Google Shopping campaigns offer an intuitive way to advertise your products. Shopping has been out of beta for a few months now and I’ve had great success on the platform.
If you haven’t heard, Shopping campaigns will completely replace PLAs in August. As a result, it is important that you are both prepared to transition as well as manage the new campaigns.
Many of the basics principles will remain as they were. Bid changes and product segmentation will make up a bulk of your optimization strategy. These two methods will get you pretty far along in order to become profitable in Shopping.
There are new features in Shopping campaigns which should provide more granular optimization. What is the best way to take advantage of the new features and squeeze even better performance out of your campaigns?
New Metrics to Watch
Two big metrics were added to Google Shopping from the start. These include both benchmark CTR and benchmark CPC. The naming is straightforward and you can probably guess what they do.
The two benchmarks provide reference numbers for your competitiveness in Shopping ads. The CPC shows the average price your competition is paying. The CTR offers a similar metric, showing how engaging other advertisers’ ads are.
On their own these metrics don’t tell us a whole lot, but they do provide great references for performance. The benchmark CPC offers a great starting point for new product groups. You won’t have to spend nearly as much time finding an acceptable bid. Simply adjust it to the benchmark range and make modifications as needed. Similarly your CTR lets you know how well your ads perform compared to others.
What really makes these powerful is the addition of impression share metrics. Similar to the search side, impression share shows the ratio of ads shown to eligible auctions. By taking the impression share into consideration you can better diagnosis issues and project changes.
Making Use of New Metrics
If your CTR is much lower than the baseline you should take the opportunity to review your shopping feed. Anything from images to product descriptions to product categorization could be holding performance back. Through feed optimization you should be able to bring the CTR back up. Optimizing the feed will not only create more compelling listings but ensure that your ads are showing for the right queries.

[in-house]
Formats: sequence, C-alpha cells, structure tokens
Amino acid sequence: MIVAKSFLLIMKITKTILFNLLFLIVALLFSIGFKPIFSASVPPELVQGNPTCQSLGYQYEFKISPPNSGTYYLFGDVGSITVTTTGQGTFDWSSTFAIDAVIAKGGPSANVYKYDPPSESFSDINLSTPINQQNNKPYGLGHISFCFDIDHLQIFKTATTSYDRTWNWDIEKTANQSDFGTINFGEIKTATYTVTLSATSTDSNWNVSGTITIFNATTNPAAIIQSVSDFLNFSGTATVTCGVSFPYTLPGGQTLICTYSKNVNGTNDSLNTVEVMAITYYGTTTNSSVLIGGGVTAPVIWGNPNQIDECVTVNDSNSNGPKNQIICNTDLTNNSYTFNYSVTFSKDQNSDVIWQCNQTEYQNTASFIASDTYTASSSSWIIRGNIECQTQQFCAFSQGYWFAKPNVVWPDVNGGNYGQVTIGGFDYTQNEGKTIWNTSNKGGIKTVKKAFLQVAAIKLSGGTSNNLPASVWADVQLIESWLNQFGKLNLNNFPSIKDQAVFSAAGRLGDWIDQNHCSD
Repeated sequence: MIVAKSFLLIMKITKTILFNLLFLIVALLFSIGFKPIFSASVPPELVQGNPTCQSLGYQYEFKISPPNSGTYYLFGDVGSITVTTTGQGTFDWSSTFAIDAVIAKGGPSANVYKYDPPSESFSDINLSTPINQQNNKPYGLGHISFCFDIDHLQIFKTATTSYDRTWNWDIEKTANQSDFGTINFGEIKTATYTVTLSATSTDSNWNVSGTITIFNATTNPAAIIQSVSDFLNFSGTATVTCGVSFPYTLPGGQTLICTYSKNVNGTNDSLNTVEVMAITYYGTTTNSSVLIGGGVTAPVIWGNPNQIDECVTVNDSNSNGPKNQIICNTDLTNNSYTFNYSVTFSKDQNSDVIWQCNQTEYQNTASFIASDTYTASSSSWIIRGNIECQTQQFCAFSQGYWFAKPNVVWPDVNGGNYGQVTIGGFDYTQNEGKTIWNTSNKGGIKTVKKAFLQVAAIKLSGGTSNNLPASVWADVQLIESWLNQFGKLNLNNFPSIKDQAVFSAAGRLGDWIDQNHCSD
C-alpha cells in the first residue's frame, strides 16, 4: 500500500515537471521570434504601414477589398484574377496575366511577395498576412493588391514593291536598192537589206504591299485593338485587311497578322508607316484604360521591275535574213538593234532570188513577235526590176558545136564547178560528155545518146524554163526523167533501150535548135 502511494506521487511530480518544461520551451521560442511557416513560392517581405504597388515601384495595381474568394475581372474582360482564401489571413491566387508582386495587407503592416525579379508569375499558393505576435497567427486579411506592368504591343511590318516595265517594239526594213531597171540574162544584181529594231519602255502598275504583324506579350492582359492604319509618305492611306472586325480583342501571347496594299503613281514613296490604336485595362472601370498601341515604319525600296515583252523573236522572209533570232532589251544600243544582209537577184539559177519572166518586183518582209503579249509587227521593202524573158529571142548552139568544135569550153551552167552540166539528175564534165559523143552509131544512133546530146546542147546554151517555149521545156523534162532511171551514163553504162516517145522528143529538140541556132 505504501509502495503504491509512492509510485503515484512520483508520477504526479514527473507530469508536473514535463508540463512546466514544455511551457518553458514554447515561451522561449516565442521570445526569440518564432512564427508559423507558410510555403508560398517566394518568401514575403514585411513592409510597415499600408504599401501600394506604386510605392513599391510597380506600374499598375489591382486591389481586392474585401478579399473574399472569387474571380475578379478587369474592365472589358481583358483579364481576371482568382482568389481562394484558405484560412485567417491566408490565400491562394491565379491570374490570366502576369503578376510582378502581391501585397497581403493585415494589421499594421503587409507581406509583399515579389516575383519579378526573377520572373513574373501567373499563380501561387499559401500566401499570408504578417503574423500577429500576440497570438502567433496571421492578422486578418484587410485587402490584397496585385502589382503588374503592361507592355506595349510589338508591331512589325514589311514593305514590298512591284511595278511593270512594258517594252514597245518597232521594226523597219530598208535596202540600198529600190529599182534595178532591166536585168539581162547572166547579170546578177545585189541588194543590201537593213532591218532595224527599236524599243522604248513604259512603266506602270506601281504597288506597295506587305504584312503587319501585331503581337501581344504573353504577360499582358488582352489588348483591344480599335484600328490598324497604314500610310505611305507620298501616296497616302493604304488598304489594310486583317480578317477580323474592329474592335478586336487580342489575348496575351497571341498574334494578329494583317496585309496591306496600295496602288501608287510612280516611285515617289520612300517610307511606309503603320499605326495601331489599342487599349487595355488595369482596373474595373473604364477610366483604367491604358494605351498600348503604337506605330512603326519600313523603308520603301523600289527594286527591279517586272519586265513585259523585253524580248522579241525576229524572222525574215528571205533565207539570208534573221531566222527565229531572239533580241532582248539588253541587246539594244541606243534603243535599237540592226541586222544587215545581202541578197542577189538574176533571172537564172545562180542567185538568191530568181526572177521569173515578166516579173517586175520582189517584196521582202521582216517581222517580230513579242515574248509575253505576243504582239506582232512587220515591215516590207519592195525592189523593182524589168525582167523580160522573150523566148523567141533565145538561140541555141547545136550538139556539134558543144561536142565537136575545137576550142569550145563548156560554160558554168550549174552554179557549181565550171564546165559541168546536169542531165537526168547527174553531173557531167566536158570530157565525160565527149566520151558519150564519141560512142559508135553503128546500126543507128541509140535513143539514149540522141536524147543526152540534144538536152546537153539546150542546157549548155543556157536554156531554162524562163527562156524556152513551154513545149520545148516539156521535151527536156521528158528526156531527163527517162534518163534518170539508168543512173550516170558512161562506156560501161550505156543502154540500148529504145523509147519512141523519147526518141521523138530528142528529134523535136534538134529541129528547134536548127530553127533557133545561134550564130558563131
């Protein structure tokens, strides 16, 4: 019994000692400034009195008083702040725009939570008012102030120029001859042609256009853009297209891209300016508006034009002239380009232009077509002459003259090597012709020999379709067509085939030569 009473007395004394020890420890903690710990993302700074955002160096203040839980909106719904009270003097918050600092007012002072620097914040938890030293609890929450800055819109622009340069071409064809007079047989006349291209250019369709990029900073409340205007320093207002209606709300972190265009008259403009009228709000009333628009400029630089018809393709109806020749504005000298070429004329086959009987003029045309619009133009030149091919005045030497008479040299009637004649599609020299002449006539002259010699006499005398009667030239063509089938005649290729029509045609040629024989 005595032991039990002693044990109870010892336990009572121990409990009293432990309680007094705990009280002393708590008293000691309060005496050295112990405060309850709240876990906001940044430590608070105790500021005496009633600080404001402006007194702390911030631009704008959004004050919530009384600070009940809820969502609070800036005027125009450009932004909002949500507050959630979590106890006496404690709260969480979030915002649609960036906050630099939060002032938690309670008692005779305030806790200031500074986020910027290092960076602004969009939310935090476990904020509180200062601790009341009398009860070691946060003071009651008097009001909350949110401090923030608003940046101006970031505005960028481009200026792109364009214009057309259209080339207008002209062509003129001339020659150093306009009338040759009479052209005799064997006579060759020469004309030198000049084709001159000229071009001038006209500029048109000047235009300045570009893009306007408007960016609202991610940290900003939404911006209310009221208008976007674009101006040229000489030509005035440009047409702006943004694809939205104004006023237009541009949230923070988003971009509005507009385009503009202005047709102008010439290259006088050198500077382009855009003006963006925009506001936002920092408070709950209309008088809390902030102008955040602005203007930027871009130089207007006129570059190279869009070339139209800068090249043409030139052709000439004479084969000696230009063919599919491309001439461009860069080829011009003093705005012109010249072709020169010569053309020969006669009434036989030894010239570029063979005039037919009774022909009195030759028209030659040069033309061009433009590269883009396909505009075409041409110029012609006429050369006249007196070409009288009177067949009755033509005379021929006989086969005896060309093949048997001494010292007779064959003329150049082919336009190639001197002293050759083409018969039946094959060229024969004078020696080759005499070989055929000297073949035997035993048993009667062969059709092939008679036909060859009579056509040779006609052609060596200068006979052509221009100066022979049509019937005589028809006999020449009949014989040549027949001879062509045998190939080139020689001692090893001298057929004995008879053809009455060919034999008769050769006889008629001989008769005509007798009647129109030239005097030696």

Another scenario is a low impression share, even at a higher than average bid. If this is the case, there may be a few advertisers with bids way above the benchmark. Using this metric you know that performance is great at its current level but the only limitation is exposure. You can then proceed to gradually bump up bids until you find the right performance point.
Analyzing Your Products
Now that data is stored at the product level, you can easily tie metrics back to specific IDs or categories. This makes it simple to see which products are driving conversions and revenue and which are struggling.
To see these metrics, go to the dimension tab of your campaign or ad group. Under the “View” menu you’ll see a tab for “Shopping.” The options will let you analyze from the site categories such as product type, brand, item ID and more.
If you aren’t currently segmenting your products beyond brand or type, this could be a great opportunity to find top convertors to break out into new product groups. Using this strategy you can focus your bids, negative keywords, and benchmarks more specifically to these higher converters, rather than an aggregate of products.
Putting It All Into Action
I recently conducted a test where I segmented a line of shoes from a very popular brand. While every single style has a slightly different purpose, for the longest time performance was so great across the board that they were kept together in one product group.
After launching a large portion of the feed, I went back to segmenting the product groups. I split them into groups by the top-level item IDs. Interestingly enough there were emerging discrepancies amongst the benchmarks. While each group sold well I found one in which the benchmark CPC was much lower than the max CPC I had been using. This means I could have been overpaying on these shoes and could increase the ROAS even higher by slightly pulling back on bids.
I also found another line, which must have had more competition in Shopping. This group now had a much higher benchmark CPC than the previous aggregate benchmark. For those shoes, my max CPC was much closer to the competitors CPCs and I may have potentially started losing conversions.
As anything in paid search your individual strategies and tactics will change from account to account. Hopefully this overview and examples give you a bit of a head start in the mindset you can use to optimize your own shopping campaigns.
Have you found any useful tricks or heuristics for the Shopping campaigns? Or is it still the same old tactics you used in PLAs? Let us know in the comments!